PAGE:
Zero Escape's creator discusses the series' past and future

Welcome to the Nonary Game...

If you havent yet played Aksys Games unsettling Zero Escape series--consisting of Nine Hours, Nine Persons, Nine Doors (aka 999) and Virtues Last Reward--youre missing out. Though they might not be the biggest names out there, these visual-novel adventures have received acclaim from critics and players alike, and theres never been a better time to jump onboard; 999 is on its way to iOS this summer, and its sequel, Virtues Last Reward, is currently free on PS Vita via PlayStation Plus. (VLR is also available on 3DS.) The iOS version of 999 features enhanced visuals and a new flowchart for skipping to different parts of the branching story, along with the same great plot, writing, and characterization that made it a cult hit on DS; however, the object-oriented puzzle sequences have been removed and replaced with new story scenes, making it a visual novel in the purest sense.

We recently had the chance to speak to the series creator/director/scenario writer, Kotaro Uchikoshi, as well as translator Nobara Noba Nakayama and localization editor Ben Bateman of Aksys Games, to learn some behind-the-scenes info about the existing Zero Escape titles and gather tidbits about the expected sequel.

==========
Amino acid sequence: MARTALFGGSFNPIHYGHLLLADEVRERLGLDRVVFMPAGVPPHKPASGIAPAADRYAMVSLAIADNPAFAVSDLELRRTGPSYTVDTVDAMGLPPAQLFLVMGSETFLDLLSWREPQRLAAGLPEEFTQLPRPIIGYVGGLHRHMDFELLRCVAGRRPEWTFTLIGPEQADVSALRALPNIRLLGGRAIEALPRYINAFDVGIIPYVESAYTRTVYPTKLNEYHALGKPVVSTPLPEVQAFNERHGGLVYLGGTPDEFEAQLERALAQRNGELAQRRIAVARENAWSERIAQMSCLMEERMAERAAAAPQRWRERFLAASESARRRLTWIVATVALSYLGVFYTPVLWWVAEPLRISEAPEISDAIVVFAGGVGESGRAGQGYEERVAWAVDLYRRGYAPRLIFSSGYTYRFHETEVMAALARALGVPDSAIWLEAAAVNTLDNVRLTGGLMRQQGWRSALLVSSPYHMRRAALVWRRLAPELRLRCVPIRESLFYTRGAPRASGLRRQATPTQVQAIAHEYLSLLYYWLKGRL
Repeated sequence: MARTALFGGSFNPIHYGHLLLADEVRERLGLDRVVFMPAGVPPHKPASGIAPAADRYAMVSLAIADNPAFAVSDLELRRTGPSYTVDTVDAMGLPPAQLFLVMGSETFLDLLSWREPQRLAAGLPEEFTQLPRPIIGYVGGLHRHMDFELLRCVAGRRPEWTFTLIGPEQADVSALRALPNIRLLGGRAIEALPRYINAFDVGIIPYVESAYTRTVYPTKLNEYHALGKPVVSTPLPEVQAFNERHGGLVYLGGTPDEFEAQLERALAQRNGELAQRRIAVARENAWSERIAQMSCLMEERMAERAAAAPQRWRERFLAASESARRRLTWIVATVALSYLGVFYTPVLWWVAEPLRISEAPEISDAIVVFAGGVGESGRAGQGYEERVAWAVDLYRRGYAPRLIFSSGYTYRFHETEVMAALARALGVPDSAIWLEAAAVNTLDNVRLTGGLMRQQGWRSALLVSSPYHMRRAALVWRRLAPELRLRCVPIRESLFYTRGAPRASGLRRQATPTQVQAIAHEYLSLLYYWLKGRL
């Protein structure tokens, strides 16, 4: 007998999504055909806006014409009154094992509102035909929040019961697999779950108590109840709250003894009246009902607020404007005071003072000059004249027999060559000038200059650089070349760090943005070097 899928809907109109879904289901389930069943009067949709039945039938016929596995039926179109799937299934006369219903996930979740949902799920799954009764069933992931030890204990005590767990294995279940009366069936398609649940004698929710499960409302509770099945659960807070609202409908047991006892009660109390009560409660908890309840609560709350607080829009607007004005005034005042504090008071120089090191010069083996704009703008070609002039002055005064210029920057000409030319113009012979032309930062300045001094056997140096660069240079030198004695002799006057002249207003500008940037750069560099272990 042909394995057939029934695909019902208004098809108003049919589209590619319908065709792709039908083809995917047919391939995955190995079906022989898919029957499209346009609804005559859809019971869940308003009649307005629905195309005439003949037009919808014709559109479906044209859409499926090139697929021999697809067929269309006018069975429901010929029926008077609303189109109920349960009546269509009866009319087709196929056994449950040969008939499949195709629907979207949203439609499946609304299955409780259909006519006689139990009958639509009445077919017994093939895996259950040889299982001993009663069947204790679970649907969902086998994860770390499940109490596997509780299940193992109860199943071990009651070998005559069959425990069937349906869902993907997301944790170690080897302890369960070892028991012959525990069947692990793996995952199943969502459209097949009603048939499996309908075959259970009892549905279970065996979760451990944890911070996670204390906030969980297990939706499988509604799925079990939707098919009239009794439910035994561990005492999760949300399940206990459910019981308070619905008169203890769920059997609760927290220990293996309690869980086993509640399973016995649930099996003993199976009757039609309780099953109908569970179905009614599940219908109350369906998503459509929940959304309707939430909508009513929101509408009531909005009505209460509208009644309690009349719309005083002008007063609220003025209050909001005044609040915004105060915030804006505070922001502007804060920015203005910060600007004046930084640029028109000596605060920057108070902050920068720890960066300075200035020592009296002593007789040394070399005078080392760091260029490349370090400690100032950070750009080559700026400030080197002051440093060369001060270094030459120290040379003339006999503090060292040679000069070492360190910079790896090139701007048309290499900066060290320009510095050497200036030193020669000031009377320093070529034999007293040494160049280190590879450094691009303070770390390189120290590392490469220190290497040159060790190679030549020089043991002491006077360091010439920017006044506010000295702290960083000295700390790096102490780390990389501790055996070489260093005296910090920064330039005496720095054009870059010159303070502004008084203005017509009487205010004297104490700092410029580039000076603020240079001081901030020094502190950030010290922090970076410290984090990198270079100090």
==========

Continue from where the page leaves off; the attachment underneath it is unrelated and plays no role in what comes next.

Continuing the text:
Warning: Spoilers below!

GamesRadar: Id like to know some more behind-the-scenes info about Virtues Last Reward. Like, why did you choose to make antagonist Zero III a rabbit?

Uchikoshi: For Japan, theres folklore where when you look up at the moon, the shape--the shadows--looks, to the Japanese, like a rabbit. I think its like the Japanese are making the mochi with a rabbit. Any Japanese person would pretty much know that. Its like the man on the moon for you. I put that in because at the end of the game you know that the whole game is set on the moon. At first I do it without trying to hint that too much, but at the end when its revealed, for the Japanese people theyll be like, Oh! So thats why he made it a rabbit! Because were on the moon!

Ben Bateman: I assume that this was intentional too--the rabbit thing would go over the heads of most of an English audience, but the fact that Lunas name is Luna and she is part of that installation is also sort of a similar hint.

GR: Theres one part in VLR thats been really bugging me. Theres one part where Sigma wakes up and rubs his eyes, so how does he not notice that he has a freaking cyborg eye?

Uchikoshi: Um, I think that he only rubbed one eye. Which was the real eye.

Bateman: An alternative hypothesis would be that because his arms are also mechanical, so knowing that he would do that, he programmed his arms to not feel the response of the fake eye, so he feels a real eye, even though theres a fake eye there.

Uchikoshi: Well go with that. [laughs]

GR: What are some other secrets of Virtues Last Reward that havent been made public yet?

Uchikoshi: You know on the test site theres a tape with the voices? That girl is the basis of Luna. And she meets Sigma eventually and becomes the model of Luna. But if you say that itll ruin the surprise and the fun of the next game.